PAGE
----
Human Nature

, Volume 23, Issue 1, pp 89–97

Risk of Death or Life-Threatening Injury for Women with Children Not Sired by the Abuser

Authors

    • Department of AnthropologyUniversity of California, Santa Barbara
  • Todd K. Shackelford
    • Oakland University
  • Carolyn Rebecca Block
    • Illinois Criminal Justice Information Authority
  • Valerie G. Starratt
    • Nova Southeastern University
  • Viviana A. Weekes-Shackelford
    • Oakland University
Article

DOI: 10.1007/s12110-012-9129-9

Cite this article as:
Miner, E.J., Shackelford, T.K., Block, C.R. et al. Hum Nat (2012) 23: 89. doi:10.1007/s12110-012-9129-9
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Abstract

Women who are abused by their male intimate partners incur many costs, ranging in severity from fleeting physical pain to death. Previous research has linked the presence of children sired by a woman’s previous partner to increased risk of woman abuse and to increased risk of femicide. The current research extends this work by securing data from samples of 111 unabused women, 111 less severely abused women, 128 more severely abused women, and 26 victims of intimate partner femicide from the Chicago Women’s Health Risk Study to document an ordinal trend in the risk of experiencing more severe forms of violence for women who have children in the household sired by a previous partner. The discussion addresses two potential explanations for this trend and highlights directions for future research.

Keywords

Domestic violenceIntimate partner abuseIntimate partner homicideStepchildren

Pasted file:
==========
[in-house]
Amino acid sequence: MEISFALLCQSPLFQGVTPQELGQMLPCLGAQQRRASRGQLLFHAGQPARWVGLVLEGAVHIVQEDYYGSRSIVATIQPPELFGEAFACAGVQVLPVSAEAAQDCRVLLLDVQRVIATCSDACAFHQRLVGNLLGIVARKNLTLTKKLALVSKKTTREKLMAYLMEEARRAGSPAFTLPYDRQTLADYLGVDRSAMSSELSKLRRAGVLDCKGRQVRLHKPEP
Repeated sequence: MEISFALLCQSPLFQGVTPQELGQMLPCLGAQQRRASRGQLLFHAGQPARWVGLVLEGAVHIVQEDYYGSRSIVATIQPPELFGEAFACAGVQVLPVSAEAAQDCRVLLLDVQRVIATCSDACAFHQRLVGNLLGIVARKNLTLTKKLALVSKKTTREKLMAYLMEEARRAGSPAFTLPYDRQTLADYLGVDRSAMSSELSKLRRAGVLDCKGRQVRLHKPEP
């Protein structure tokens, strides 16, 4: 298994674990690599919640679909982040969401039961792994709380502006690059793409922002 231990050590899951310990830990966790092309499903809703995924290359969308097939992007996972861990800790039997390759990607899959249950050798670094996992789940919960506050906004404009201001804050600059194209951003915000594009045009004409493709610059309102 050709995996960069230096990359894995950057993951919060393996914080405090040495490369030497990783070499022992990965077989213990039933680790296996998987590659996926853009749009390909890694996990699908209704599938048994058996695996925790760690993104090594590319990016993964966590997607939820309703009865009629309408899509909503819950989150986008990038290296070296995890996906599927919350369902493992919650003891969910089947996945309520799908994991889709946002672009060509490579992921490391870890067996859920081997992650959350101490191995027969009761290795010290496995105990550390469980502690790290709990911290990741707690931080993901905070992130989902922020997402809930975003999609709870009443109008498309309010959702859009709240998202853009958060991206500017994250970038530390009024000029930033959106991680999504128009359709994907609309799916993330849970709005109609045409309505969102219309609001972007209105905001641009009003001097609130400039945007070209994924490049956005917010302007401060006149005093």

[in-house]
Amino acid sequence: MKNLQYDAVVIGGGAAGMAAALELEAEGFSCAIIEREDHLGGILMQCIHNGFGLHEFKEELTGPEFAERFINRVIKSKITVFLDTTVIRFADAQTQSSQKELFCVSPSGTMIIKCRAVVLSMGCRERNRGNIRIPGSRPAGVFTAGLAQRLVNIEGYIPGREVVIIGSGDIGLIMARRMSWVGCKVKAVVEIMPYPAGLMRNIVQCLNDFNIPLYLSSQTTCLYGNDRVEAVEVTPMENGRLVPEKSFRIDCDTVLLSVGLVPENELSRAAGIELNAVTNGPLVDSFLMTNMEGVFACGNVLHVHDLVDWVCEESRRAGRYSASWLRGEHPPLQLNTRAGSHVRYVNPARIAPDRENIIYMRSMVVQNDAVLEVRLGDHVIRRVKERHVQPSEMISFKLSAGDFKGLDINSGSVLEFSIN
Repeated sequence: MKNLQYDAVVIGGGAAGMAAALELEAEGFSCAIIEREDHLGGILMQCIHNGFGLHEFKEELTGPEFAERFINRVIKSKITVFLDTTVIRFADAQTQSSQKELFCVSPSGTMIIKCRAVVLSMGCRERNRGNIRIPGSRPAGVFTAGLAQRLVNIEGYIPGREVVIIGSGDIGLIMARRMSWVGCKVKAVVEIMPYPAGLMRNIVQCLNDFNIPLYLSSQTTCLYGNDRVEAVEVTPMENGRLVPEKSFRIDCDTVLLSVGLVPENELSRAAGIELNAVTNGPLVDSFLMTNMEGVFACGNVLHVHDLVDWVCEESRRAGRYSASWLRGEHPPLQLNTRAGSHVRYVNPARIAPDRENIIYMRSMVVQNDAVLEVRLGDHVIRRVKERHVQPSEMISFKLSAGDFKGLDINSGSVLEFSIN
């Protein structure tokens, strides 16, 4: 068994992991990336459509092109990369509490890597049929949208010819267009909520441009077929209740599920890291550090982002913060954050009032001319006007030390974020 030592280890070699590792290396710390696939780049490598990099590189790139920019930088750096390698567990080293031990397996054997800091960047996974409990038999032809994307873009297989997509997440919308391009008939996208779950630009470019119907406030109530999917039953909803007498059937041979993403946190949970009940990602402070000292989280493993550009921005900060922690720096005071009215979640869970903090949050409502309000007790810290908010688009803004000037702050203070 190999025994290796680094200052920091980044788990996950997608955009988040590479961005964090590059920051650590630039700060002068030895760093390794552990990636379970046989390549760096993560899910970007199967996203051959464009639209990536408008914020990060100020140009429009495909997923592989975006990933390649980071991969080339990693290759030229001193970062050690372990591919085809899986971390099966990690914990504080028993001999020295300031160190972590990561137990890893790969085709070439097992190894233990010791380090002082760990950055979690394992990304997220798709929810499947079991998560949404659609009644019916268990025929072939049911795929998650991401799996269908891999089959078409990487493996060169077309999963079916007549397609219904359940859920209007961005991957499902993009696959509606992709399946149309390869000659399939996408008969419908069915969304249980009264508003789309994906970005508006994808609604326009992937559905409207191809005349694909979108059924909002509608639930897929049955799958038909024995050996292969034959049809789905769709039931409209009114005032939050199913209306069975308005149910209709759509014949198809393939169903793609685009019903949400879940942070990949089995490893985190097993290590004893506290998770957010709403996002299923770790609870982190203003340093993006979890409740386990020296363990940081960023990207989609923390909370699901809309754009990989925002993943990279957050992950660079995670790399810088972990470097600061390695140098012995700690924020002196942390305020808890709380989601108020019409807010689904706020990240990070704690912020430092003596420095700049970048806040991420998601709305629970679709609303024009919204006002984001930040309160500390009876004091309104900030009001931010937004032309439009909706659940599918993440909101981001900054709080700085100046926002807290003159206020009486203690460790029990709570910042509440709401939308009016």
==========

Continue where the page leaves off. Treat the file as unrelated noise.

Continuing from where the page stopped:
Intimate partner abuse is widespread in both industrialized and unindustrialized settings. A World Health Organization multi-country study found that the lifetime prevalence of physical partner violence among ever-partnered women ranges from 13% to 61% (Garcia-Moreno et al. 2006). Female victims of their male intimate partner’s abuse incur many costs, ranging from minor physical wounds to death (for review, see Campbell 2002; Heise et al. 1994). Research guided by various theoretical perspectives, from developmental to feminist, has identified numerous correlates of men’s abuse of female intimate partners, including alcohol consumption, violence in the woman’s childhood home, race, employment status, marital status, and socioeconomic status (e.g., Coker et al. 2000; Vest et al. 2002). Guided by an evolutionary perspective, other researchers hypothesized that men abuse their partners in order to control their partner’s sexual behavior (Daly and Wilson 1988; Wilson and Daly 1996). From this perspective, men’s abuse of their partners is one manifestation of male sexual jealousy.